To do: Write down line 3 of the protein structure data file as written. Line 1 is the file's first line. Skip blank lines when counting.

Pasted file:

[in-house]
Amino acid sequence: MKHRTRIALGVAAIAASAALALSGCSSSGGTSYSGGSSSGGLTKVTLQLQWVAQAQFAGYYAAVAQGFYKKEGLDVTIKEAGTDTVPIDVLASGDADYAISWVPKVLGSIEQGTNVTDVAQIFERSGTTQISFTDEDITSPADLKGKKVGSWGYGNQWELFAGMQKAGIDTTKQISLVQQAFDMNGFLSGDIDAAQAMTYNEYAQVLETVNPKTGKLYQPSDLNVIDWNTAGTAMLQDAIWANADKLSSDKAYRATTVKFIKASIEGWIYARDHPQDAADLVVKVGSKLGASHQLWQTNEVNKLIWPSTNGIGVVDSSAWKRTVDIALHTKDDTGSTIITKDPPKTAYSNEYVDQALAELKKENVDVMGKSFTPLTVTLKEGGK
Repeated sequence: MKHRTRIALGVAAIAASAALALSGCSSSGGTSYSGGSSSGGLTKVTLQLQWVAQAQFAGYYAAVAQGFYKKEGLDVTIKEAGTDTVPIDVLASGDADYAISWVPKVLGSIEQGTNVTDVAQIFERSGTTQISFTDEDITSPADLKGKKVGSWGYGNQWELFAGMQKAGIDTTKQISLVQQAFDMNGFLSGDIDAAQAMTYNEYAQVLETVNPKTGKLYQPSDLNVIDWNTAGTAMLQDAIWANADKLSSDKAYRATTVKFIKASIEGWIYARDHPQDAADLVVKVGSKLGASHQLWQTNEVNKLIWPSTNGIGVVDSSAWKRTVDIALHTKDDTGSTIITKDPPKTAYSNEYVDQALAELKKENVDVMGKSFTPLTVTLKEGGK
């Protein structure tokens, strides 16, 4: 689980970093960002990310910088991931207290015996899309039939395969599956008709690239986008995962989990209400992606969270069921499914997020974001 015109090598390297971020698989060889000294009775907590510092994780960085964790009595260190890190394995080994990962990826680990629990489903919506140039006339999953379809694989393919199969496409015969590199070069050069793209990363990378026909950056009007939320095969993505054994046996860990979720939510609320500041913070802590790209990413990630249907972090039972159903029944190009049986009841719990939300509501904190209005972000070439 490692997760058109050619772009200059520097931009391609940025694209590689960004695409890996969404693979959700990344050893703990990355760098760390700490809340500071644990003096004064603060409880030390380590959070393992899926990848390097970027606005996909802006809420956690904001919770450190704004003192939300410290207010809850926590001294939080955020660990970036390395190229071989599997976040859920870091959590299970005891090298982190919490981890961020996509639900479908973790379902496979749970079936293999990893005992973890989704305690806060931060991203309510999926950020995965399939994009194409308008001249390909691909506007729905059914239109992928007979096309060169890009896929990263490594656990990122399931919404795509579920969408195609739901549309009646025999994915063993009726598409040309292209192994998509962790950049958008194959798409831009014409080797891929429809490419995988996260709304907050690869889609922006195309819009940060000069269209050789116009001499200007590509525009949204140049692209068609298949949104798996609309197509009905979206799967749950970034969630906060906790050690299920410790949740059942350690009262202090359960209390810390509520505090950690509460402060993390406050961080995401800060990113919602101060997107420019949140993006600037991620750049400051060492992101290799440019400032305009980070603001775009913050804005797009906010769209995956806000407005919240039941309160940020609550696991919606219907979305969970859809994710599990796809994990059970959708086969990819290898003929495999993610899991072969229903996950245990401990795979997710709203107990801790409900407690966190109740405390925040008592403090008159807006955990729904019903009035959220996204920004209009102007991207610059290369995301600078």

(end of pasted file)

Repeated sequence: MKHRTRIALGVAAIAASAALALSGCSSSGGTSYSGGSSSGGLTKVTLQLQWVAQAQFAGYYAAVAQGFYKKEGLDVTIKEAGTDTVPIDVLASGDADYAISWVPKVLGSIEQGTNVTDVAQIFERSGTTQISFTDEDITSPADLKGKKVGSWGYGNQWELFAGMQKAGIDTTKQISLVQQAFDMNGFLSGDIDAAQAMTYNEYAQVLETVNPKTGKLYQPSDLNVIDWNTAGTAMLQDAIWANADKLSSDKAYRATTVKFIKASIEGWIYARDHPQDAADLVVKVGSKLGASHQLWQTNEVNKLIWPSTNGIGVVDSSAWKRTVDIALHTKDDTGSTIITKDPPKTAYSNEYVDQALAELKKENVDVMGKSFTPLTVTLKEGGK